Nokia Chief Executive Officer Rajeev Suri warned investors about "some near-term risk" that the Finnish tech giant expects will be generated by the fifth generation (5G) of mobile networks, i.e. the rapid advancements and deployment of related technologies. While speaking on a conference call hosted shortly after the company published its consolidated financial results for the second quarter of the year, Suri predicted that the next major iteration of wireless networks will be significantly closer to being commercialized on a global level over the course of 2018, adding how those developments won't necessarily be entirely positive for the telecommunications firm. While Nokia is largely expected to benefit from the emerging wireless technology, the fact that 5G developments are ramping up faster than it expected puts additional pressure on the company to conclude its related research and development efforts that are already on a tight schedule, Suri revealed.
In recent years, Nokia was predicting that 5G will take off in 2021 and later moved that prediction a year forward, stating that scientifically significant large-scale 5G trials are likely to become widespread come 2020. Suri now changed that forecast once again, noting how recent market indicators suggest that the wireless sector will already be deeply involved in the process of field-testing 5G technologies as early as next year. This turns of events mandates a change to Nokia's own 5G technology roadmap, its CEO said, adding that the tech giant's workload is now set to increase in the coming months in an effort to not fall behind the industry as a whole and be ready to serve all sizes of businesses as soon as 5G becomes the new standard in telecommunications. Nokia's Mobile Networks and R&D divisions will both be affected by this move, Suri revealed, without elaborating on the matter.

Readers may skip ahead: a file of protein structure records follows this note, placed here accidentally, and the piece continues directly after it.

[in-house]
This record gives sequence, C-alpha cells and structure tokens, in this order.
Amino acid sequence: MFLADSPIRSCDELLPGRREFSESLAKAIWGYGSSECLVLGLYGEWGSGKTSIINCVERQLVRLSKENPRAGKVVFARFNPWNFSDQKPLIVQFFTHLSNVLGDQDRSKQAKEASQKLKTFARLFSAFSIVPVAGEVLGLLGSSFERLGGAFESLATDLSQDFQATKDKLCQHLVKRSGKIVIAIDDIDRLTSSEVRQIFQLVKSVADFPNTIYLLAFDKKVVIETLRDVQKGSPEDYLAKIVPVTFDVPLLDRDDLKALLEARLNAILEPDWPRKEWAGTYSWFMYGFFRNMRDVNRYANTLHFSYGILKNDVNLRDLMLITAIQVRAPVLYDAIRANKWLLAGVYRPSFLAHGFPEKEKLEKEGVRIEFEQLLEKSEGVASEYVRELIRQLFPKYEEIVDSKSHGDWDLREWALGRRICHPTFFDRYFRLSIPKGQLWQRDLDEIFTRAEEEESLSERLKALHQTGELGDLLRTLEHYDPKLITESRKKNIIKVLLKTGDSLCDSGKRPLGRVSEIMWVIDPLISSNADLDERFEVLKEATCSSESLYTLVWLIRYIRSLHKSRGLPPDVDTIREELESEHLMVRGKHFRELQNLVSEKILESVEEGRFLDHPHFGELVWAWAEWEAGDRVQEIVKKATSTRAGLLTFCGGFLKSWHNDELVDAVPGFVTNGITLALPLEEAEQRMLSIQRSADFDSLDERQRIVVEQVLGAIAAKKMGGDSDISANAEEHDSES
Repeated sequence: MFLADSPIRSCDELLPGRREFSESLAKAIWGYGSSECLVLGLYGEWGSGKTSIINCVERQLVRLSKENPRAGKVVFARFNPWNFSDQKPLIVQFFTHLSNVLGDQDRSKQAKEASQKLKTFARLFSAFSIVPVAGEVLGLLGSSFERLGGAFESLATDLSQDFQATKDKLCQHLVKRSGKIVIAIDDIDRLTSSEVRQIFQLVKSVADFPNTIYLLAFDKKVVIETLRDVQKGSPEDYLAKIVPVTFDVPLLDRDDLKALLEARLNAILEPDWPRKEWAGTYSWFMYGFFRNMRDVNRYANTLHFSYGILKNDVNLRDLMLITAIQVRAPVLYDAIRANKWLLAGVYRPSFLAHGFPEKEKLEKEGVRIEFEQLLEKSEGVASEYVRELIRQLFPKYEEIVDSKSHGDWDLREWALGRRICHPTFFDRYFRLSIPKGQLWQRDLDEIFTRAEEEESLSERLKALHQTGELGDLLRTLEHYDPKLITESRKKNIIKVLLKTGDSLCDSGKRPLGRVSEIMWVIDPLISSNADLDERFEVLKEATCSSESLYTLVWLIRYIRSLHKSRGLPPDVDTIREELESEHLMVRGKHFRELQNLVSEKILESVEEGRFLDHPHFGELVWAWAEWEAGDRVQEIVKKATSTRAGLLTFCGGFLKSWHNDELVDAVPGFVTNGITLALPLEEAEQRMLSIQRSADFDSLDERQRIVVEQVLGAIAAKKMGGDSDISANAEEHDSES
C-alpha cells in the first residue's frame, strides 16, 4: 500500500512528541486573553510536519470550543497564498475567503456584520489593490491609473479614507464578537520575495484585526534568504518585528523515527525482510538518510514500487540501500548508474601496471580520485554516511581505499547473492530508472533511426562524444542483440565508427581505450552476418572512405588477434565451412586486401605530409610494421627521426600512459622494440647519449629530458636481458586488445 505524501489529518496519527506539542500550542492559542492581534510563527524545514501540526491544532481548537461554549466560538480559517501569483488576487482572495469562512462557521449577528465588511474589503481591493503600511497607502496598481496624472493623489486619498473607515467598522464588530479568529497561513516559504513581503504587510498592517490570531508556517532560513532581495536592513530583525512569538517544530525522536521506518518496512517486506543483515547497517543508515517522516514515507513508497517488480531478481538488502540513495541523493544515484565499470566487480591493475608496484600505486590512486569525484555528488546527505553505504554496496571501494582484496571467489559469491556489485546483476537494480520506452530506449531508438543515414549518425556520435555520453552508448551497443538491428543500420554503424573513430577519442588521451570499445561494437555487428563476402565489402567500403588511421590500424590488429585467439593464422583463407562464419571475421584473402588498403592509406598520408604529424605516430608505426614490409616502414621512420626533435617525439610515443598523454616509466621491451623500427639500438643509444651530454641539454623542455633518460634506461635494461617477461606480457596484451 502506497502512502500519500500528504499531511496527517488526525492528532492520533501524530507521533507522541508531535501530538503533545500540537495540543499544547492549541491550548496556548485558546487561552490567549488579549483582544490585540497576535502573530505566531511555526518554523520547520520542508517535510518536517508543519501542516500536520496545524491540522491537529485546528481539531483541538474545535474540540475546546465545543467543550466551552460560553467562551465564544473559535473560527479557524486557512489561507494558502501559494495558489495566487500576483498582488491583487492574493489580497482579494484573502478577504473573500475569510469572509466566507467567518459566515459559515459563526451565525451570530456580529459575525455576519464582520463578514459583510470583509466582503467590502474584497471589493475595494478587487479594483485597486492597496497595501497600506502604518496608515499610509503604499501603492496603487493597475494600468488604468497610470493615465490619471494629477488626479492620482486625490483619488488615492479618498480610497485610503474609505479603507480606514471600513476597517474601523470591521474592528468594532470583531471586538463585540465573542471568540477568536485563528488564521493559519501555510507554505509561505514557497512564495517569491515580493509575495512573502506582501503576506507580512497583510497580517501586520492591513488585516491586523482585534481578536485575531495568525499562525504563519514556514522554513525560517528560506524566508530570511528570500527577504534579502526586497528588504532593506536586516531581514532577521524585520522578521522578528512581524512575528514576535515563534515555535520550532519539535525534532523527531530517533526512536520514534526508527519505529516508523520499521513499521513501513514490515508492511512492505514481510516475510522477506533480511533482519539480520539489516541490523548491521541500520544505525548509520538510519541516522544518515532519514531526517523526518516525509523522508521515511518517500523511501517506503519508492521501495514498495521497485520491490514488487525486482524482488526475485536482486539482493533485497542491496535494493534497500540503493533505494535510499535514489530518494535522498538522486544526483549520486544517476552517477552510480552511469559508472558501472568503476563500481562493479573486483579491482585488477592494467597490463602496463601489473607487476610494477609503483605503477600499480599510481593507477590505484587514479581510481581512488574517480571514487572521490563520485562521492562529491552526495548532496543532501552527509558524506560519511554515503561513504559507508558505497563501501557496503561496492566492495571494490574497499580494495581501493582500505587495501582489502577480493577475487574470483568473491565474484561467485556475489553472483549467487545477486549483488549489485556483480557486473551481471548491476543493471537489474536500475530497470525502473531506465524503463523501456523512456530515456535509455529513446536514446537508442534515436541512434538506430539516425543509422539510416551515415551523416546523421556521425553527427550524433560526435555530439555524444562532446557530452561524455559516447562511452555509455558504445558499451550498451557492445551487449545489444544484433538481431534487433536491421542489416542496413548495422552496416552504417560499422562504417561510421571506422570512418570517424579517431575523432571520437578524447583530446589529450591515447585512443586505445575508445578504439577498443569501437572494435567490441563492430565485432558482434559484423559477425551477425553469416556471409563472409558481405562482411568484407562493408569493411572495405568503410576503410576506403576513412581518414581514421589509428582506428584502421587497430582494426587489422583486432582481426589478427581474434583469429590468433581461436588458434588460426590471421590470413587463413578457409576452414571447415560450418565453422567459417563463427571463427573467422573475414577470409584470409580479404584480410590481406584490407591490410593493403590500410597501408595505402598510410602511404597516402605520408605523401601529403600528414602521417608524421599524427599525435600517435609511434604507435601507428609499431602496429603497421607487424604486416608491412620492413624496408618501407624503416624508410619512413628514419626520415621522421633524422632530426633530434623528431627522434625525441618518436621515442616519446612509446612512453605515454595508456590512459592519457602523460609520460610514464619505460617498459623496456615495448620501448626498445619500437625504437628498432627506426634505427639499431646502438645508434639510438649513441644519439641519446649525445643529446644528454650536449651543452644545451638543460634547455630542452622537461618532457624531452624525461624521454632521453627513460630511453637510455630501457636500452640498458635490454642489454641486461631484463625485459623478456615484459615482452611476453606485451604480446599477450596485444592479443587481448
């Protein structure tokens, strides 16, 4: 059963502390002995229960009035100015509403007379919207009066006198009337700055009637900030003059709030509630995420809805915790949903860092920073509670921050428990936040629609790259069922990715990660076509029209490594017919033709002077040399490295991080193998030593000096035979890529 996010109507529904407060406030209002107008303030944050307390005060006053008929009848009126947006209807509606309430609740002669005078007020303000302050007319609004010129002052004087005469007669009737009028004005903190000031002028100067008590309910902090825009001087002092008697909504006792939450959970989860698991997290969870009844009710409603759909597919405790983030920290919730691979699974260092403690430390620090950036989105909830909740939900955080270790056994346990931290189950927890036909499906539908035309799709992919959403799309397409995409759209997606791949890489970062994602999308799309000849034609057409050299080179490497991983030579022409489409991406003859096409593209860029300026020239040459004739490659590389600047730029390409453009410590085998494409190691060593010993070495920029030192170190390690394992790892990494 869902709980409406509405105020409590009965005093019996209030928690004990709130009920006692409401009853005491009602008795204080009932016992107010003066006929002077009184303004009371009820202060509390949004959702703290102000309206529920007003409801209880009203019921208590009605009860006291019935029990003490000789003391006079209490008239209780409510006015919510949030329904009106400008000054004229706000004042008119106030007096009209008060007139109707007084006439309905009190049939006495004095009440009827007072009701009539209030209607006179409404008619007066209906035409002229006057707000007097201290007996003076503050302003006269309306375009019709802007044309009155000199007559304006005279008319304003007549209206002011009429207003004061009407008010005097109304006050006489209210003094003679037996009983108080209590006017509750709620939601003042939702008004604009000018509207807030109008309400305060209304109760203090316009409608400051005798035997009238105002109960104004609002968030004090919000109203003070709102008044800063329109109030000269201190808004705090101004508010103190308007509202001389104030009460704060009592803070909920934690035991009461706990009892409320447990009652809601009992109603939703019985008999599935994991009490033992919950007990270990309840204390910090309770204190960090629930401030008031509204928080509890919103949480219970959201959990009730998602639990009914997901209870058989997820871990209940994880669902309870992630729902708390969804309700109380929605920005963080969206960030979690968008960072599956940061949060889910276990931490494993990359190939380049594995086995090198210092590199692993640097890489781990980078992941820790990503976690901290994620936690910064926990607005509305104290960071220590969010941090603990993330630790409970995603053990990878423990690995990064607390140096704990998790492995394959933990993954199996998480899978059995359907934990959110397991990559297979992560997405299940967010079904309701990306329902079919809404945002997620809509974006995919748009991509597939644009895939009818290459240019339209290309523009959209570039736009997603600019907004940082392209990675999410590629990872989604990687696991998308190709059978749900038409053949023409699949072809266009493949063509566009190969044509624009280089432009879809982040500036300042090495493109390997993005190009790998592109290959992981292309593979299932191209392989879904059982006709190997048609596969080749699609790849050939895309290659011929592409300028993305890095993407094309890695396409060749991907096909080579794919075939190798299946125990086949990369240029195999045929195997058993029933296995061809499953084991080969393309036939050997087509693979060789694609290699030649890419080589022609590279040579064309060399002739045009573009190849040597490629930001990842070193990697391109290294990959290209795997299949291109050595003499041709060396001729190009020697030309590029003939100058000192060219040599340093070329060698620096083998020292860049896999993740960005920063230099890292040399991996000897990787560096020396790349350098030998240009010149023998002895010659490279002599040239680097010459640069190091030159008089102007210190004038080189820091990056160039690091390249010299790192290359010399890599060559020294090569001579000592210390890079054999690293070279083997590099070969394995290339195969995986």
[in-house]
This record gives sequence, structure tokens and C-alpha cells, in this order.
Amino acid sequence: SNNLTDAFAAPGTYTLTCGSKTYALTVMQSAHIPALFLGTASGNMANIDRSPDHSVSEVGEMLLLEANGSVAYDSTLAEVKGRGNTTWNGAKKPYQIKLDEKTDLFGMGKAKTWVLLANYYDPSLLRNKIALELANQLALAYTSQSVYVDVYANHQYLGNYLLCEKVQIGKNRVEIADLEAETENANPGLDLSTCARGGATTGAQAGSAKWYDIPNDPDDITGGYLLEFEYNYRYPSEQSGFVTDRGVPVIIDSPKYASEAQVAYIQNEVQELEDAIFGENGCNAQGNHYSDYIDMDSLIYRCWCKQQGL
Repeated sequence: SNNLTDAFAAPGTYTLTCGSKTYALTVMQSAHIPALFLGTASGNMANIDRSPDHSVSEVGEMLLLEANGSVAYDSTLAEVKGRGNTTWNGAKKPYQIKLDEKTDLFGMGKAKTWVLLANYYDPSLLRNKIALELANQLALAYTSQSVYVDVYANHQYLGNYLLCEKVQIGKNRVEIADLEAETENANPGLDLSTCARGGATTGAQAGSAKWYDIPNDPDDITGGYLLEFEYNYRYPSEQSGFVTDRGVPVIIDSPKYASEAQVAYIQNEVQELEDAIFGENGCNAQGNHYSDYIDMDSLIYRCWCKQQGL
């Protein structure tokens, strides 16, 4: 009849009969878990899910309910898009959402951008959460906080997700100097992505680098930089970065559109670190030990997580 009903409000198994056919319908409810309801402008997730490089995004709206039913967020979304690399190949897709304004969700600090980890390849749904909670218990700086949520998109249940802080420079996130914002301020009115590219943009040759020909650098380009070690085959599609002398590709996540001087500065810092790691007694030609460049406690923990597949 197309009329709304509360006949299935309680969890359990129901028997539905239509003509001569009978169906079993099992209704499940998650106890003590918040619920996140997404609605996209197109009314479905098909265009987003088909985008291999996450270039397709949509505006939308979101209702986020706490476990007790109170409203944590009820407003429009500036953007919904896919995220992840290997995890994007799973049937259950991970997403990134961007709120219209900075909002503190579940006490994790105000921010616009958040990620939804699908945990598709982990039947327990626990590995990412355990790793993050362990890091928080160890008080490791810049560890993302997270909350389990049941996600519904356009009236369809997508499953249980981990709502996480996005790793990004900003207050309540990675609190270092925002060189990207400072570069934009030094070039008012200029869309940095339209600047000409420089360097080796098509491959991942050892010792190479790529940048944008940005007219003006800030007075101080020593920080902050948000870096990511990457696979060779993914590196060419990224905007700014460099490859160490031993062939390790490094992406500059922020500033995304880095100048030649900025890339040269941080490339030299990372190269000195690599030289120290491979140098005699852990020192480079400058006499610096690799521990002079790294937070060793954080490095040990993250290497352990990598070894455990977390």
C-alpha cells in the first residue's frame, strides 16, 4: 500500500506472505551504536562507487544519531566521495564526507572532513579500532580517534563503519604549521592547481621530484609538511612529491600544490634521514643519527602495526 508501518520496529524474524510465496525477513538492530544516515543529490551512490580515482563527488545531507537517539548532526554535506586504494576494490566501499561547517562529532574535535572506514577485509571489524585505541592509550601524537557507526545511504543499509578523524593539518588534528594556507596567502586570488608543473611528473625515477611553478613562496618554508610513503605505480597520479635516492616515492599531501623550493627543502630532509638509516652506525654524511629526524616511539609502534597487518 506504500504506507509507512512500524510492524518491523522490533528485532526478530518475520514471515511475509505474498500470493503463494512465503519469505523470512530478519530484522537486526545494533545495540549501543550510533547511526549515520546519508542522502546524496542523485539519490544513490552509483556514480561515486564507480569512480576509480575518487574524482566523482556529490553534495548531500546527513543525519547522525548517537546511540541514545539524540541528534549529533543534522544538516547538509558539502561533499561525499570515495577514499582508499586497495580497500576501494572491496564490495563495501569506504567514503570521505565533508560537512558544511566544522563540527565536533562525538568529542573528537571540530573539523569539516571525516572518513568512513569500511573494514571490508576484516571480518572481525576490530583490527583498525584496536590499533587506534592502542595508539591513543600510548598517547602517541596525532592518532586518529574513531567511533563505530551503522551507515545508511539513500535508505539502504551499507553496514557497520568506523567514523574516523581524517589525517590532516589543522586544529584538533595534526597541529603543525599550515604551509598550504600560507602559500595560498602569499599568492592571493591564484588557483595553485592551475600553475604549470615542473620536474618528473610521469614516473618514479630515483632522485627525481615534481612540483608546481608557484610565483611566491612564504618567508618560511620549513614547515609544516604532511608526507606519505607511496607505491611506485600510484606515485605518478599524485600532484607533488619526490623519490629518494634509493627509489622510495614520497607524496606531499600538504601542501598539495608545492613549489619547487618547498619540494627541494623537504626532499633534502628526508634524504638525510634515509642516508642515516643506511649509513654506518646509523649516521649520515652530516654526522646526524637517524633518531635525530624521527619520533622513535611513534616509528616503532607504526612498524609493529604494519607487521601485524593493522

During the conference call, Nokia CEO also predicted that first significant deployments of 5G-ready infrastructure will be completed in the United States and China in 2019, noting how the Finnish company will do everything it can to keep up with the pace of related technological advancements. The firm's actual market position remains uncertain, with its Q2 2017 financials revealing stagnating sales that prompted some industry analysts to speculate that its telecommunications division is set to maintain that unimpressive performance for the time being, despite the company as a whole reducing its losses and recording a number of other positive results over the three-month period ending June 30.